But like in Australia, the clean energy rules are changing and Dr Schlesinger says US power utilities are ready to move on biomass.
‘Right now the US doesn’t have any government mandated rewards for switching to biomass. But I think a number of the electric utilities see that on the horizon. They’re trying to get out in front of the game, essentially,’ he says.
‘Certainly in the south-eastern United States, there’s a number of the electric utilities there that have retrofitted some of their power plants so that they can burn both wood or coal. I think as President Obama’s Clean Power Act becomes enforced‚Äîwhich will give mandates to the individual states to cut their carbon dioxide emissions‚Äîthat the interest in biomass will explode.’
In addition to the argument over the climate credentials of forest biomass, green groups in the US accused one of the major US wood pellet exporters, Enviva, of environmental vandalism.
Enviva says that the company uses timber which doesn’t otherwise have a value or a market, such as old plantations established for the pulpwood market. Enviva did not respond to several requests from the ABC for an interview.
Dr Mary Booth, director of the Partnership for Policy Integrity says: ‘The Dogwood Alliance is a group in the United States that has been doing some fantastic work, actually tracking these logging trucks back and forth between the areas that are being cut and to the plant. They’ve documented with photographic evidence that (Enviva is) harvesting huge, huge trees from lowland swamp forests, really beautiful old trees that are being cut down and pelletised.’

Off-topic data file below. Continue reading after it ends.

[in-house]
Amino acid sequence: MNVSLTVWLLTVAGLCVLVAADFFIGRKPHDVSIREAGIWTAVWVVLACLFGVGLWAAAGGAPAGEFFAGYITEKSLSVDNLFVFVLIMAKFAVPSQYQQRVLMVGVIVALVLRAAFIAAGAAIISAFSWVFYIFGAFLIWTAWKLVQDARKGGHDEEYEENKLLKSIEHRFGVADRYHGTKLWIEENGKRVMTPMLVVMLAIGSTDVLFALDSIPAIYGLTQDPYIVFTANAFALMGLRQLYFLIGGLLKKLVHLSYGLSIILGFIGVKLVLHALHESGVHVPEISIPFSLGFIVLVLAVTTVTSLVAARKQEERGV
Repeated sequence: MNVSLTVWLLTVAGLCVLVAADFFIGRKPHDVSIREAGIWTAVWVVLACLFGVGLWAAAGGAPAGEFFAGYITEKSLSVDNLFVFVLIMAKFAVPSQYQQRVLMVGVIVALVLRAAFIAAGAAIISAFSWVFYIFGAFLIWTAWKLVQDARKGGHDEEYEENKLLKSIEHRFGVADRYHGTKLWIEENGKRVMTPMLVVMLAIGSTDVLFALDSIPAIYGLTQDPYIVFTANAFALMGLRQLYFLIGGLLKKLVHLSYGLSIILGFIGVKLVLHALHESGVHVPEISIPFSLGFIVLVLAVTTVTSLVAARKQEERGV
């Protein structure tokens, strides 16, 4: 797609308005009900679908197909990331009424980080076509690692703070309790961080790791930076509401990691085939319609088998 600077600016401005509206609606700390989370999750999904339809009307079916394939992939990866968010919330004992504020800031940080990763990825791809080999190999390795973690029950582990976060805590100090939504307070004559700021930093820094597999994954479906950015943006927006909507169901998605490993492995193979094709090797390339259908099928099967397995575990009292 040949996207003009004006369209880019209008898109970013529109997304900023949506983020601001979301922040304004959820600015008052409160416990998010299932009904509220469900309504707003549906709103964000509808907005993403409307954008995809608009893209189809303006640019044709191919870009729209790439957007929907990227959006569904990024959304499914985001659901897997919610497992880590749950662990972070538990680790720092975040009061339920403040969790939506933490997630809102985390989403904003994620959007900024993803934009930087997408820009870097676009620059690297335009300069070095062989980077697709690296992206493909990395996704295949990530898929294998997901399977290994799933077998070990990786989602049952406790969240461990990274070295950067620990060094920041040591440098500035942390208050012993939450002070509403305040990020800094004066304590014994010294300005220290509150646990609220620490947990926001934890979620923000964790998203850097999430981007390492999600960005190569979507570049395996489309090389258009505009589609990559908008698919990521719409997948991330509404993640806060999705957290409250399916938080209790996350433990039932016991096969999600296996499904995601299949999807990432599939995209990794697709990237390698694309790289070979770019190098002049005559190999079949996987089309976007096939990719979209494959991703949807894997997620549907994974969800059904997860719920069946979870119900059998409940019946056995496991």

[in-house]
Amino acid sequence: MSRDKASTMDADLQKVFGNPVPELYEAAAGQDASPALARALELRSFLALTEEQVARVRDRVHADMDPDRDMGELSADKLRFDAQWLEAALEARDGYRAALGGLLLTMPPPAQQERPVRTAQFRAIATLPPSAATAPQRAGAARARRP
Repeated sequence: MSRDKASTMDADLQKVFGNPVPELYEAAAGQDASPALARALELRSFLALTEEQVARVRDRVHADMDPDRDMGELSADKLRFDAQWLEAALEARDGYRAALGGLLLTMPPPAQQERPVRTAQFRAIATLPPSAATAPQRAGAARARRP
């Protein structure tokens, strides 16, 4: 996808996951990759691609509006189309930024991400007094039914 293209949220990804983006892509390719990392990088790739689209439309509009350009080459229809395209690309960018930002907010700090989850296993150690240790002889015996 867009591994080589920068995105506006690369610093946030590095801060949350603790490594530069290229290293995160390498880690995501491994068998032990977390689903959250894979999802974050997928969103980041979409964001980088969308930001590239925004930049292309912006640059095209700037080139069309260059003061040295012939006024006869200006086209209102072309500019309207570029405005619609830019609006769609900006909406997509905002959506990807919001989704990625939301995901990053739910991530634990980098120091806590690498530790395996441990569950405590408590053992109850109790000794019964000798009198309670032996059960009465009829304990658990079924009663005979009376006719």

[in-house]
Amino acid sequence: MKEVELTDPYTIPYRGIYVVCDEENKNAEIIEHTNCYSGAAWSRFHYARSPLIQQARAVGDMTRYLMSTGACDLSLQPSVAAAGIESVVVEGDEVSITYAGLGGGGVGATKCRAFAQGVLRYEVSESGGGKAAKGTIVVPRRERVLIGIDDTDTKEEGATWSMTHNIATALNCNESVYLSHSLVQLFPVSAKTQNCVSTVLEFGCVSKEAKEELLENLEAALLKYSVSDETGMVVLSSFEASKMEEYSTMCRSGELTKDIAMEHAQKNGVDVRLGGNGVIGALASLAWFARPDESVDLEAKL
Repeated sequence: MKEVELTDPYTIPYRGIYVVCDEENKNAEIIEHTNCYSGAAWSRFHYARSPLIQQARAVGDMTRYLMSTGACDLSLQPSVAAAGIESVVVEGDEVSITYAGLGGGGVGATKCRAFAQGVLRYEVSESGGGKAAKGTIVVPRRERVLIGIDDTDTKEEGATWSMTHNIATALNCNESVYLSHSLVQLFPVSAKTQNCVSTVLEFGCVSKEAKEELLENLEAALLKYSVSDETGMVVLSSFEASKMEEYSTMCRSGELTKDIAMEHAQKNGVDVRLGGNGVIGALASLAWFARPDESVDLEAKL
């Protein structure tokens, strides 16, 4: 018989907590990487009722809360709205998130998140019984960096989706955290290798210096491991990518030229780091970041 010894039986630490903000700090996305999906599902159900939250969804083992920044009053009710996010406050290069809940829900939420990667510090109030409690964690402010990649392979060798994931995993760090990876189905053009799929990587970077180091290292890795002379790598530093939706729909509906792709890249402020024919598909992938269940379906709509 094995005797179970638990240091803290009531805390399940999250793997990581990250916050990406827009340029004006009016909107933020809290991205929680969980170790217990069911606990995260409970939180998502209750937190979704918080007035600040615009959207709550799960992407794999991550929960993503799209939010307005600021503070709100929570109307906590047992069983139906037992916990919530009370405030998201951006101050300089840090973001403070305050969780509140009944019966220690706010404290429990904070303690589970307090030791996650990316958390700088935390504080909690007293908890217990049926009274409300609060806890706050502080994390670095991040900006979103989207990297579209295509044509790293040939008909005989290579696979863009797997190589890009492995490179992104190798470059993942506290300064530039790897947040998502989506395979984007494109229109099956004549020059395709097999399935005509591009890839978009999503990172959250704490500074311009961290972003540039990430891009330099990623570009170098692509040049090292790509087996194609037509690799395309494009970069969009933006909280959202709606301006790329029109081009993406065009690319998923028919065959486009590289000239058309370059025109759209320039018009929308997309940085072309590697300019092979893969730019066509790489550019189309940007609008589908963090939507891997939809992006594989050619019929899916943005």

‘These trees are … performing a vital function. When you cut them and you burn them, no matter whether they’re merchantable or unmerchantable, you’re taking forest carbon where it’s locked up safely and you’re turning it into atmospheric carbon.’
There are parallels of the international debate about the carbon neutrality of biomass burning in Australia.
Professor David Lindenmayer, from the Australian National University’s Fenner School of Environment and Society, is well known for his opposition to native forest logging. He says that the 100-year carbon time frame that United Nations organisations and national governments are working on is flawed.
‘When we look at what happens to carbon when it’s burnt‚Äîwhether it’s coal or a tree or what have you‚Äîour analysis shows that about 60 per cent of the carbon emissions fraction is reabsorbed back into the earth system after 100 years. But the remaining 40 per cent stays in the atmosphere for another 2,000 years. So there is no way that emitting carbon through emissions this way can be regarded as renewable energy. It just simply can’t.
‘It’s a long-term carbon emission that has long-term impacts on Australia’s climate and on the world’s climate,’ says Professor Lindenmayer.
In Australia, the CSIRO and researcher Fabiano Ximenes from the NSW Department of Primary Industries have been trying to calculate the carbon life cycle of a logged forest.
‘What we’ve found is that a lot of the times the published research tends to overlook a lot of the essential components of the carbon cycling forest products. So they do a very good job of looking at the forest carbon side of things but I think they are quite a few omissions when it comes to tracking the fate of carbon in wood products, and that’s where I think there’s a big point of contention.
‘The latest work that we’ve been doing suggests that if you do take those things into account, if you look at the carbon storage in wood, if you look at product substitution impacts, and if you look at the fossil fuel displacement impacts of using biomass or bio-energy, when you combine those things with the carbon that’s actually stored in the forest in a production scenario, then you see that after multiple rotations you get a better … a more beneficial greenhouse outcome than if you are measuring a forest for conservation purposes only.’